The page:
What importance do you think exists between music and 3D technologies?
MONAD Studio has developed a very particular niche. These sonic sculptures are unique because they allow exploration of multiple sonic capacities: not only according to the shape of the instrument but also according to the material densities used in each impression which can affect sensibly the sound behaviour of the surfaces and the volume built. We also had the opportunity to print a violin in titanium, that gave the instrument a very particular voice. This was possible thanks to a collaboration with a company in the aviation industry. They print titanium components for aircraft engines!
This and other 3D printing technologies allow us to be pioneers in the development of new sounds. We also use “transducers” – they are like speakers without their cone, applied directly to the surfaces of 3D which creates a very particular vibrational sound field in our artistic experiences of sound installations. 3D modeling and 3D printing are powerful because they allow a sense of imperative immediacy in this experimental process generation.
What are the future plans of Monad Studio?
We are developing our biggest and most ambitious instrument, a Grand Piano! It is undoubtedly the most architectural of all our instruments since it has its own structural system. Therefore, this particular piano has been developed as if it had large windows that expose the interior sound percussion machinery. It is a collaboration with Blüthner, a very prestigious German piano firm, and Lucid Pianos, a Spanish firm.
Our model is called EXO in reference to the exoskeletal system of the structure. This includes the curved components that structure and sustain the sound body of the piano. The construction of the “box” that we designed will be made in Portugal using large printing machines, and the assembly of the sound pieces of the piano will be made in Leipzig where Blüthner is based.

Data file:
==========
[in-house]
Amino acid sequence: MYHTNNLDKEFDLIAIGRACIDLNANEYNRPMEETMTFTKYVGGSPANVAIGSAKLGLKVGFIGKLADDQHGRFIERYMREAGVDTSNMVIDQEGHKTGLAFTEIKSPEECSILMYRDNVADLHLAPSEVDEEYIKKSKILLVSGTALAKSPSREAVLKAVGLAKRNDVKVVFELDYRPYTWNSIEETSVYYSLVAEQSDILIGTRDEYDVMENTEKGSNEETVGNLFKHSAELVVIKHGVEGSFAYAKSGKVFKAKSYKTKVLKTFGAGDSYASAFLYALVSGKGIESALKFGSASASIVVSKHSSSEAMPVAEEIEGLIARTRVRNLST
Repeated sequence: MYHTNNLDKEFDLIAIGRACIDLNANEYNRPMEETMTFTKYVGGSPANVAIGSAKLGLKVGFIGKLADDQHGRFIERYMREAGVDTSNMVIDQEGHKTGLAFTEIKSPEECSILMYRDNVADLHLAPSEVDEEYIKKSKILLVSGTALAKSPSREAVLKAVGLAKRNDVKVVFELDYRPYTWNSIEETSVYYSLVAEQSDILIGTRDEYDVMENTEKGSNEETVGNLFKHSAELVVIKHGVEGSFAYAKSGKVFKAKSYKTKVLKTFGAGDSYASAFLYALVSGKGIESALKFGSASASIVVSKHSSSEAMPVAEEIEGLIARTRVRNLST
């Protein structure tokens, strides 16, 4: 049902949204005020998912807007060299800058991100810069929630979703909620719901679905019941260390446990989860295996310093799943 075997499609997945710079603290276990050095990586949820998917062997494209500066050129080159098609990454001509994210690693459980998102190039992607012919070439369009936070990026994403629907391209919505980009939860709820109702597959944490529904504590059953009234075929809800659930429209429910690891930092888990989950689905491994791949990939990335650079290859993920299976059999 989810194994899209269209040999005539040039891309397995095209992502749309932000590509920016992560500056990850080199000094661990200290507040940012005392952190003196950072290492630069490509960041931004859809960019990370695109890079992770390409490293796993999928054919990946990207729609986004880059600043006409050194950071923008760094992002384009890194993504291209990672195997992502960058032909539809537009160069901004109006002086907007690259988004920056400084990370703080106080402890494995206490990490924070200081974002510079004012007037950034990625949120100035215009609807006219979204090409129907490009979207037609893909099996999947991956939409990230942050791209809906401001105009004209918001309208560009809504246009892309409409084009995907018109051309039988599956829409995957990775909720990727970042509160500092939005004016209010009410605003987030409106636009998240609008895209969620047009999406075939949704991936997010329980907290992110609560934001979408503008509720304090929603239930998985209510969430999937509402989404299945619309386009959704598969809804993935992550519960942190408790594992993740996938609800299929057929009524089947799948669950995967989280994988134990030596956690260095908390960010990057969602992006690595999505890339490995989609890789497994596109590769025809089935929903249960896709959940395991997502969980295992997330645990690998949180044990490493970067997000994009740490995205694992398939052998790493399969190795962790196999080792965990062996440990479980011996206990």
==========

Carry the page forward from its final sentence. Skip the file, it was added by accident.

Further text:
Pianos & Guitars
We are also developing a new line of very innovative electric guitars. These will include, within the instrument, all the pedals and peripheral effects that are typically connected from the ground. We also continue to develop large projects such as our installation for the Jewish Museum of Florida in Miami. This was formed from a series of panels suspended in the space in an adjacent way forming flocks of birds that have transducers and vibrate with sonification.
This project was made in collaboration with the musical composer Jacob Sudol. We collaborated previously with Jacob in the creation of a large 3D mural that was played with manual transducers. Another recent project is our collaboration with fashion and interactivity designer Anouk Wipprecht. This collaboration was to create a sonic bustier for the fascinating bionic-pop artist Viktoria Modesta.
A large team of multi-disciplinary collaborators was formed for this project. These included choreographers, musicians, set designers, and engineers. We also had the support of firms such as Intel and Autodesk, which allowed us to raise our technological and artistic inspiration. Viktoria made two performances at Art Basel Miami, accompanied by an ensemble of musicians who played MONAD Studio’s instruments.
Do you have some last words for our readers?
Veronica and I think that there are many frontiers to be explored by integrating 3D technology with our visionary capacity, and also to collaborate through the different disciplines with other creators with whom we share the same spirit of provocation and curiosity. Everything is possible!